Monday, March 19, 2012

Actually, Failure Is An Option

Ahhh the classic phrase: "Failure is not an option." Uttered by entrepreneurs, Hollywood generals (I don't think real-life generals use the phrase much), and desperate product managers around the world, it's as much a part of corporate ritual as any phrase. The only problem is that it's completely wrong.

Failure is always an option.

Any time we engage in an endeavor, there's a chance we might fail. Sometimes the chance of failure is very slim and sometimes it's very high, but there's always a chance. For example, later today I'm going to meet with a client. There's a chance I might not make it to the meeting place. I might get lost, or get hit by a bus, or have a heart attack on the way. It's extremely unlikely, but it's possible that I won't make the meeting. Fortunately, I didn't say "failure is not an option!" before I headed out.

So what do we really mean when we say, "Failure is not an option"?

We mean we really really don't want to fail. We mean that the consequences of failure are really very bad and we don't want to experience them.

For some people, this is when you're facing a major inflection point. Think our Hollywood general getting ready to defend the last redoubt of the good guys from the terrible evil enemy. If he fails, then all that is good in the world will be gone forever and we'll be alien slaves (hey, it's Hollywood!). Or, in the realm of software, maybe this is closing a deal that's going to keep the company from going out of business. Or maybe it's releasing a new product that keeps your division open and keeps everyone from getting laid off. In all of these cases, we might actually fail. And it would really not be fun. But it is an option.

For other people, "failure is not an option" is something of a verbal tic. Everything is of monumental importance to them, and they're failing to consider actual consequences. These are the same people who can look at a list and make 70% of the items on that list be top priority. These people have to be managed very actively, or their panic can bring down the productivity of an entire team.

When someone tells you, "failure is not an option", that's time to have a conversation about why this is so important and what we can all do to make failure less likely. Then take a few minutes to contemplate failing, consider the consequences, and allow for them. We don't want them to happen, but it's best to be prepared. After all, failure is always an option.


  1. The phrase, of course, originates from the film Apollo 13, where it is famously uttered by Flight Director Gene Kranz's character, played by Ed Harris. There, the failure option involved the death of three astronauts (as it did in real life), so one can perhaps forgive him a little hyperbole. It's definitely overused in less dire contexts.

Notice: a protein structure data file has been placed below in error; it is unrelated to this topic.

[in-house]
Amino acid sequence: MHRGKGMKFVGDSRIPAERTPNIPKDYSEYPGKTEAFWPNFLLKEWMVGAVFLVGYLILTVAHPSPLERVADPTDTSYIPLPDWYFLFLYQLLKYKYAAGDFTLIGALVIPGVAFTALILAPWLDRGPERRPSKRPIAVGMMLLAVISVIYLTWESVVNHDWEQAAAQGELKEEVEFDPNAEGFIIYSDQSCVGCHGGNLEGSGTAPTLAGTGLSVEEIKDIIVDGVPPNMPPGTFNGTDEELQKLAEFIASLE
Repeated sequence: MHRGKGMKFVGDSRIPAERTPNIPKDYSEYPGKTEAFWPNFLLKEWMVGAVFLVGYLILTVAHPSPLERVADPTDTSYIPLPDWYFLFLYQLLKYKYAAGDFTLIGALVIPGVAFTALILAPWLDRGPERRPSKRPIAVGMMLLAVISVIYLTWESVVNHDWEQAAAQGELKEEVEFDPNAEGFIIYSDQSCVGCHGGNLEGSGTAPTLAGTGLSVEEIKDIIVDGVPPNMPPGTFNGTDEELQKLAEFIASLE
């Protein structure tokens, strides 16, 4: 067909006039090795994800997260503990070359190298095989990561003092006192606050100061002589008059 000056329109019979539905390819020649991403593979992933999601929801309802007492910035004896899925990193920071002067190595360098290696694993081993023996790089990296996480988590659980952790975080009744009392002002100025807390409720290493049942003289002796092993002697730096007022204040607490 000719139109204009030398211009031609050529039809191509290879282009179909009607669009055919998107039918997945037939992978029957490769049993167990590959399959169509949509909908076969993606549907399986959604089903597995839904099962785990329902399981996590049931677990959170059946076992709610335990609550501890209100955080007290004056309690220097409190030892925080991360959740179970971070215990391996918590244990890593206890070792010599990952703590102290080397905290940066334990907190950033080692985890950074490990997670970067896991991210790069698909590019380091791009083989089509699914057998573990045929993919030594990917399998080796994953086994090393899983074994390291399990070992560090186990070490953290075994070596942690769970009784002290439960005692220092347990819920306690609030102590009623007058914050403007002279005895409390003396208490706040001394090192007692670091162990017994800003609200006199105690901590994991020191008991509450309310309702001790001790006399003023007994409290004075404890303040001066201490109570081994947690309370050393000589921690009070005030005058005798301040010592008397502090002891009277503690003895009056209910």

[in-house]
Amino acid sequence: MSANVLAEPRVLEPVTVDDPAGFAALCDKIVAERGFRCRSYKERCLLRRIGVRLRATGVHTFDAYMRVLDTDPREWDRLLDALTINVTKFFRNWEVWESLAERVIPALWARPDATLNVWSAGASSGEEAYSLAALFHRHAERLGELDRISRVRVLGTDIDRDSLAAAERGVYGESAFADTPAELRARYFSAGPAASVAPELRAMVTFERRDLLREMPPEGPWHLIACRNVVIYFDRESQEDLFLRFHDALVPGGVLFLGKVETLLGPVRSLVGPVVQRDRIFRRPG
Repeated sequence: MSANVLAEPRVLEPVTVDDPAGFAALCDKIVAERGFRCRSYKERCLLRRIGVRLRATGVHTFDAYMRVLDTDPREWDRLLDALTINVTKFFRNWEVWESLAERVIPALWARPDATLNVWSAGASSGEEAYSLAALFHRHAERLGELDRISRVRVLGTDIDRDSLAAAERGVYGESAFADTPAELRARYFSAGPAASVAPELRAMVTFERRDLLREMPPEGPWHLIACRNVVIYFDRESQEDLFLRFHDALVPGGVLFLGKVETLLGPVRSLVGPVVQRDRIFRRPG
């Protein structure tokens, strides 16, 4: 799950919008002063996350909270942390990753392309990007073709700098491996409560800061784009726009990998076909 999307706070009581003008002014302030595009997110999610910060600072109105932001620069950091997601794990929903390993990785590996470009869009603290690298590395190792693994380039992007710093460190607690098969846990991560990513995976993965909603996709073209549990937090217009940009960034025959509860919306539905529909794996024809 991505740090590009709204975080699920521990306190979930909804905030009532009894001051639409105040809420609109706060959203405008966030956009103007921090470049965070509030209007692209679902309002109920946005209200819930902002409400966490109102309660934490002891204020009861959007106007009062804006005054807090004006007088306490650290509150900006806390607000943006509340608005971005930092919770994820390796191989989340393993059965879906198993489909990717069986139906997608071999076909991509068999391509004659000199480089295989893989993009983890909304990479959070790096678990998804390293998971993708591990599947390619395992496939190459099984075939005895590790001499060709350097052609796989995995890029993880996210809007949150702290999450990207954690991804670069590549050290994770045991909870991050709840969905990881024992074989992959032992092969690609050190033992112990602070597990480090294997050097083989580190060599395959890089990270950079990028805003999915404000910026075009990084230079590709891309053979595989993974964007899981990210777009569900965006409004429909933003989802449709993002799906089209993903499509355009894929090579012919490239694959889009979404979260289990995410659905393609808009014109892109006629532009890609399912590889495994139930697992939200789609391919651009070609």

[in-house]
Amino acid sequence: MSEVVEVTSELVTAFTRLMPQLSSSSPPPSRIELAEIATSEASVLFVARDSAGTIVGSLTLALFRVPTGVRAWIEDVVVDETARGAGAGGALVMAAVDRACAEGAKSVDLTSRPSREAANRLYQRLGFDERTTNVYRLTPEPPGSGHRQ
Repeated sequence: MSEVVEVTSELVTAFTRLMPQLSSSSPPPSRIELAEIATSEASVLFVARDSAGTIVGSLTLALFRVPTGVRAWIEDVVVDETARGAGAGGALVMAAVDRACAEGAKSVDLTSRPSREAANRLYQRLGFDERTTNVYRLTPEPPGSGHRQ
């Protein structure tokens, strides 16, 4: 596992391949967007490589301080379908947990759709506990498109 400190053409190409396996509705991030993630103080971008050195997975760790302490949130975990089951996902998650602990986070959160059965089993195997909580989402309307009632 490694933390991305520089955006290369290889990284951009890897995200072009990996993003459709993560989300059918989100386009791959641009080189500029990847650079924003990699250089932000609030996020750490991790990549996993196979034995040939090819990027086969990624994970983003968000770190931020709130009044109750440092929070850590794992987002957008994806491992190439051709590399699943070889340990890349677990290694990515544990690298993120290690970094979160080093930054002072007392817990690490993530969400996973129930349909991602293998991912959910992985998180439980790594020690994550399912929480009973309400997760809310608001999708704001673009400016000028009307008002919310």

Kranz himself never actually said it, but he liked the line enough to use it as the title of his autobiography.

  2. That's really cool - I didn't know that was the origin of the phrase.

  3. I'd be willing to bet that most people who throw that line around just think it sounds cool and haven't really thought about it like you abviously have.
    A company I worked for even had coffee mugs made for one project with "Failure is not an option" printed on them just before I started there. Not everybody found it amusing when I half joking mentioned that "this explained a lot, because if failure is not an option... I guess that makes it mandatory?"

  4. Okay, I kind of want that mug, but only if there's a typo on it. "Failur is not an option" or something like that.

  5. Personally, I love when someone in "authority" says "failure is not an option" because (as far as I'm concerned) I've just been given permission to change the rules. The easiest way to avoid "failure", or course, is to re-define failure.

    Now, that may sound like a "cop-out", but it doesn't have to be. If "failure is not an option", that tells me that a "success of limited scope" just became an acceptable alternative to (forgive the car racing jargon) "Checkers or Wreckers" -- which of course means, "I'm going for the win, and if I don't get it, it's because I over drove and crashed or blew up the car, but I ain't coming in 3rd!"

    Sometimes 3rd is plenty good enough... for today. :)